Lab Report - ISO Accuracy

The actual sensitivity of each indicated ISO is measured using the same shots as are used to measure ISO noise levels, we simply compare the exposure for each shot to the metered light level (using a calibrated Sekonic L-358), middle gray matched. We estimate the accuracy of these results to be +/- 1/6 EV (the margin of error given in the ISO specifications). Note that these tests are based on the sRGB JPEG output of the cameras, in accordance with ISO 12232:2006, the standard used by camera manufacturers. In our tests we found that measured ISOs from the Nikon 1 V3 are approximately 1/3 EV undersensitive compared to the marked ISOs. This means that ISO 200 indicated = ISO 160 measured.

Noise and Noise Reduction (JPEG)

By Rishi Sanyal

Note: this page features our interactive noise comparison widget. By default, we show you the default noise reduction settings of the camera tested, and three other models of the same class. You can select from all available NR options, and from other cameras. The 'tricolor' patches beneath the familiar gray/black/portrait images are taken from the same test chart, and show how noise impacts upon blue, green and red areas of a scene.

ISO range noise comparison

Below is our standard JPEG noise comparison, comparing the Nikon 1 V3 against similar competitors. By default, the camera leaves NR on; you can turn it off by setting 'High ISO Noise Reduction' to 'Off'.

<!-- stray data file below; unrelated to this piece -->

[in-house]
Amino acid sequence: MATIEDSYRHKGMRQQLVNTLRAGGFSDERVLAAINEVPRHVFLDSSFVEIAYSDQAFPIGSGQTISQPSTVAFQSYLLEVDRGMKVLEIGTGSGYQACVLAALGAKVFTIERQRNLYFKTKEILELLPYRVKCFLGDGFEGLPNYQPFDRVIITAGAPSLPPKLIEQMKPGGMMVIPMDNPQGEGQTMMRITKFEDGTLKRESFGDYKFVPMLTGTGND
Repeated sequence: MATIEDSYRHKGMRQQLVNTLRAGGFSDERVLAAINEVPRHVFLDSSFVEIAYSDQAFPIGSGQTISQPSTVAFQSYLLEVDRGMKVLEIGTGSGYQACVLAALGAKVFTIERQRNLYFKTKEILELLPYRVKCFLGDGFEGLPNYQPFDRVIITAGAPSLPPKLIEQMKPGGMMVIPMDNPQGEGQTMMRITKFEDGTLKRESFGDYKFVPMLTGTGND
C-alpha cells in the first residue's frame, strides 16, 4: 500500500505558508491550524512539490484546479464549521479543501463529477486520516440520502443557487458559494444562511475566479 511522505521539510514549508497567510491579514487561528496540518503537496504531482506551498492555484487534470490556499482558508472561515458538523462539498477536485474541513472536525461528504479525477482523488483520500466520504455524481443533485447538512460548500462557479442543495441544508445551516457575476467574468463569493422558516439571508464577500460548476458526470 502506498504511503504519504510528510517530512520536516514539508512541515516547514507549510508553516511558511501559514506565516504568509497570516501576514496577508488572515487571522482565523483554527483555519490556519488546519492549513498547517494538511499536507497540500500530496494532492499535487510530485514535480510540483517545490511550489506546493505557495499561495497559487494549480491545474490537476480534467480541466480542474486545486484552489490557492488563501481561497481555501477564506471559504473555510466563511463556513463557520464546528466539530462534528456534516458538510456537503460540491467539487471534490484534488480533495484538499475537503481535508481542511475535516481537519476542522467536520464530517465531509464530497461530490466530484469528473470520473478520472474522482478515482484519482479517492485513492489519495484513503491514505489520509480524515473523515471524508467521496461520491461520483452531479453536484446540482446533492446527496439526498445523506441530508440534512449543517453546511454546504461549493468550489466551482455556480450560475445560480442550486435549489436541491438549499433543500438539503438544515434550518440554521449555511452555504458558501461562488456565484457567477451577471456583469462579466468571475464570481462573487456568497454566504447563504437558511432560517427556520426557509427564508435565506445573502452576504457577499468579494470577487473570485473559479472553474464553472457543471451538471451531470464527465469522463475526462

We noted, however, that even with 'High ISO Noise Reduction' set to 'Off', the EXIF data reported that a NR setting of 'Minimal' was used from ISO 200 upward. Given that the higher ISO shots look cleaner than those from a comparable camera with NR set to 'Off' (e.g. Sony RX100 III), we think Nikon is applying noise reduction to JPEGs even when this setting is set to 'Off'. This comes as no surprise, as most manufacturers apply some level of noise reduction to JPEGs.

Given the rather high levels of underlying noise at higher ISOs prior to noise reduction, even at its 'Off' setting NR tends to smudge low contrast detail readily. Turning High ISO NR 'On' manages to smudge the detail even more. In fact, detail retention suffers significantly at higher ISOs compared to similar cameras of its class. Both the Sony RX100 II and its own predecessor, the V1, perform better in this regard, though it's worth keeping in mind that the V1 is a lower resolution camera and, therefore, will naturally have a pixel-level noise advantage.

ACR Raw noise (ACR 8.6 noise reduction set to zero)

Given that it was virtually impossible to turn off all noise reduction in JPEG, the Raw results below give a better idea of the capabilities of the sensor itself. It's clear that the V3 is a rather noisy camera, showing more noise at high ISOs than its competition. Furthermore, at lower ISOs, you'll be limited by how much you can raise shadows due to the extra noise present at very low signals - something we talk about over in our JPEG Tone Curve/Dynamic Range page.